“I feel the music in my heart.”
I was on the phone with my grandmother the other night, and I was explaining my in-depth project to her (what it is, what my project is). My grandmother was a musical icon in her neighbourhood in Calcutta, and has been involved with Indian music her entire life. I told her I was on a mission to blend Indian music and western music through my singing, while exploring different genres and mixing and matching songs, and she replied with something I didn’t expect her to say, something along the lines of:
“I am so overjoyed to see that my granddaughter is pursuing such an innovative path of music. It’s so essential, what you’re doing, introducing a little bit of either culture to those on either side – English or Indian. It’s very important for you to keep up your heritage in your musical endeavors in Canada.”
I felt like sharing with this blog, as it really meant a lot to me and really supplies me with motivation.
This update leads with one of the more productive meetings I’ve with my mentor so far. I came to her with three song combinations I recorded roughs of (which I will not include here as they are extremely rough audio recordings), two jazz and one classical combinations (with various Indian songs):
In short, our conversation consisted of me showing her the songs she didn’t know, explaining and demonstrating my ideas to her, and talking about the ways we could develop them and build beyond just mashing up songs. Here is a transcription of when I played the German classical song “Widmung” for her and asked for her thoughts on instrumentation for a mashup of this and “Purano Shei Diner Khotha.”
Anika: I actually learned this song with my voice teacher a few months ago, and it’s just really beautiful and when I was going through my music I immediately thought this would go nicely with that Bengali song I was talking about. (Yellow, Red)
Nina: Which one is that… the Rabindranath Tagore one? (White)
N: Oh yeah okay, let’s see.
(this is when I played Widmung for her – listen to it here!)
N: Oh, that is lovely! (Red)
A: The translation is really beautiful, it basically is talking about someone who is the singer’s soul, heart, mind and soul – their whole world, right? And it goes on like that through the whole song and ends with the singer saying how that someone is their better self. (White)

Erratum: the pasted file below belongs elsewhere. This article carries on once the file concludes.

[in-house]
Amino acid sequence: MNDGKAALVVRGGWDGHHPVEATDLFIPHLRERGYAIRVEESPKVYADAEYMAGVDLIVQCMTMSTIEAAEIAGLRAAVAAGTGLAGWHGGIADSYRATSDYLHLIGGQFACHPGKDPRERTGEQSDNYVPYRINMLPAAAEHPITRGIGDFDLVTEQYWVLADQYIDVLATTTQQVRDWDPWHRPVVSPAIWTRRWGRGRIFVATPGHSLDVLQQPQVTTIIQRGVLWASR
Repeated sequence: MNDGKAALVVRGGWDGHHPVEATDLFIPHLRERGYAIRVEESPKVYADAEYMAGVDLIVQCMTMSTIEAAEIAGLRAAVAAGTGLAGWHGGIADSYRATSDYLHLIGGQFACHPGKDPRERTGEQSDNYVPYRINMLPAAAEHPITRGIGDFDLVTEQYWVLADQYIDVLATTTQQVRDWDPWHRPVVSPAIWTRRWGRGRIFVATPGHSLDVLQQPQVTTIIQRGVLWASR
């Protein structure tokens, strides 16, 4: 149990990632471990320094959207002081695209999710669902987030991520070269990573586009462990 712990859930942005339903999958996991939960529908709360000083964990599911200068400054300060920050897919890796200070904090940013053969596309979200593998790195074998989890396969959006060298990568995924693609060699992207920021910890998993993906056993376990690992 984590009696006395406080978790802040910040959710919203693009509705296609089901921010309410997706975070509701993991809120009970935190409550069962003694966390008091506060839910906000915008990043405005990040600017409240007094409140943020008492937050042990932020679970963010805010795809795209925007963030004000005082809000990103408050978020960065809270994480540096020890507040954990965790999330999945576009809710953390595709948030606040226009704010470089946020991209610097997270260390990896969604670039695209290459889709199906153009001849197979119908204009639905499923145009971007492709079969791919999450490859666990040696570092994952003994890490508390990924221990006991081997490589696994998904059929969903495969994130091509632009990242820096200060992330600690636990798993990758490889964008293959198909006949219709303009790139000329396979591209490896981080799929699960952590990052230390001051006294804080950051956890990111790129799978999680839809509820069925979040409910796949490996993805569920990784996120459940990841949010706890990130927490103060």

N: Wow… that’s so powerful, like, I could really feel that emotion you know? I didn’t even know what it was about and I could feel it, and now that you’ve explained it – it’s really moving. (Red)
A: It is! It fits also really well with the other song melodically, even though the translations don’t exactly line up but I think I can work around and make it more theme-based you know? (Green, Yellow)
N: Yeah, of course, like taking the ideas of both songs. (Green)
N: Yeah exactly, you’ll never be able to find two songs that fit together melodically and lyrically perfectly, there will be some compromise. (Yellow)
A: Yes exactly, and that just makes it more interesting as well. (Yellow)
N: Absolutely! And are you going to be using, like, a more western instrumentation for this or use a harmonium and tabla do you think? (Green, Blue)
A: I actually I am not sure, do you think it’s realistic to try and combine them somehow? I don’t know how cohesive that would be though… (Black)
N: Well, it all depends – you never know how good something can sound until you try! (Black, Yellow)
A: Do you think if I wanted Hriday (Nina’s son) could play tabla for me? I have a harmonium. (Green)
N: Yes, definitely, he would be more than happy. We have a harmonium here too if you guys want to jam out you can come over whenever. We also have a keyboard, actually, which works out well. (Blue, Green)
A: That’s perfect!
The hats most identifiable in the conversation we had here are, from most to least: Green and Yellow, Red, then White, Black, and Blue.
This conversation involved a lot of idea development and justifications for certain ideas and actions, like when we talked about how even though only the melodies of the two songs line up and not just the words, it will still make for a good mashup as we can make something of the overall theme of the story the mashup tells with the two songs. We touched a bit on the connection we felt with Widmung and how beautiful it was. I find Nina and I tend to try and keep an open mind when working with different songs and music, as being too judgmental can be a roadblock to creativity.
I find De Bono’s hat concept very interesting, as you never would regularly think of the different types of statements or comments being brought up during a conversation as serving different functions or paths to development of the conversation – when we talk we just talk. It’s really helpful to be able to look back on our conversations and analyze the better and more productive parts, the more heartfelt ones, and the parts we can improve on for next time.